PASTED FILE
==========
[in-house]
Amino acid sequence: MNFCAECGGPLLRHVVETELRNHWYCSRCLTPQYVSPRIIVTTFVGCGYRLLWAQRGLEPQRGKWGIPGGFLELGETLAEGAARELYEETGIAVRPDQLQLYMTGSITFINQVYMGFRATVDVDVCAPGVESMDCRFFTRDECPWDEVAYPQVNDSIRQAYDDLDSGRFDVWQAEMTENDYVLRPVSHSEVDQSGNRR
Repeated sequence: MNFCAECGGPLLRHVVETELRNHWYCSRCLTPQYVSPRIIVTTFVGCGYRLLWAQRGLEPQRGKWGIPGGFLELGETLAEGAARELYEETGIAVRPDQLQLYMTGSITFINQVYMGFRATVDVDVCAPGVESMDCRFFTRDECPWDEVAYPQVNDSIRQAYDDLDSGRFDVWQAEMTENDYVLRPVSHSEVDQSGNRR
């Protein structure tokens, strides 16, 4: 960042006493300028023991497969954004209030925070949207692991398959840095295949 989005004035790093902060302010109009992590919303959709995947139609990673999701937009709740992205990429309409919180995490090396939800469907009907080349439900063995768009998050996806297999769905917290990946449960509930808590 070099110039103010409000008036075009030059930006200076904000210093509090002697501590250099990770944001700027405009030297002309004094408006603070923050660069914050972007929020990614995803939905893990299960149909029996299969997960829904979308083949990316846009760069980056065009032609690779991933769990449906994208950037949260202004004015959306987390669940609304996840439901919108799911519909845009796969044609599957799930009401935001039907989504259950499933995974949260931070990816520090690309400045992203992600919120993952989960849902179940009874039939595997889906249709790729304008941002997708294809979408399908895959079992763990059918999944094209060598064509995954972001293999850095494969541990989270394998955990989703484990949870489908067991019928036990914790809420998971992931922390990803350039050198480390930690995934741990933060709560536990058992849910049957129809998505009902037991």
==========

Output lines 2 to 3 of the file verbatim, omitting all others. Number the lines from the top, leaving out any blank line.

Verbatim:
Amino acid sequence: MNFCAECGGPLLRHVVETELRNHWYCSRCLTPQYVSPRIIVTTFVGCGYRLLWAQRGLEPQRGKWGIPGGFLELGETLAEGAARELYEETGIAVRPDQLQLYMTGSITFINQVYMGFRATVDVDVCAPGVESMDCRFFTRDECPWDEVAYPQVNDSIRQAYDDLDSGRFDVWQAEMTENDYVLRPVSHSEVDQSGNRR
Repeated sequence: MNFCAECGGPLLRHVVETELRNHWYCSRCLTPQYVSPRIIVTTFVGCGYRLLWAQRGLEPQRGKWGIPGGFLELGETLAEGAARELYEETGIAVRPDQLQLYMTGSITFINQVYMGFRATVDVDVCAPGVESMDCRFFTRDECPWDEVAYPQVNDSIRQAYDDLDSGRFDVWQAEMTENDYVLRPVSHSEVDQSGNRR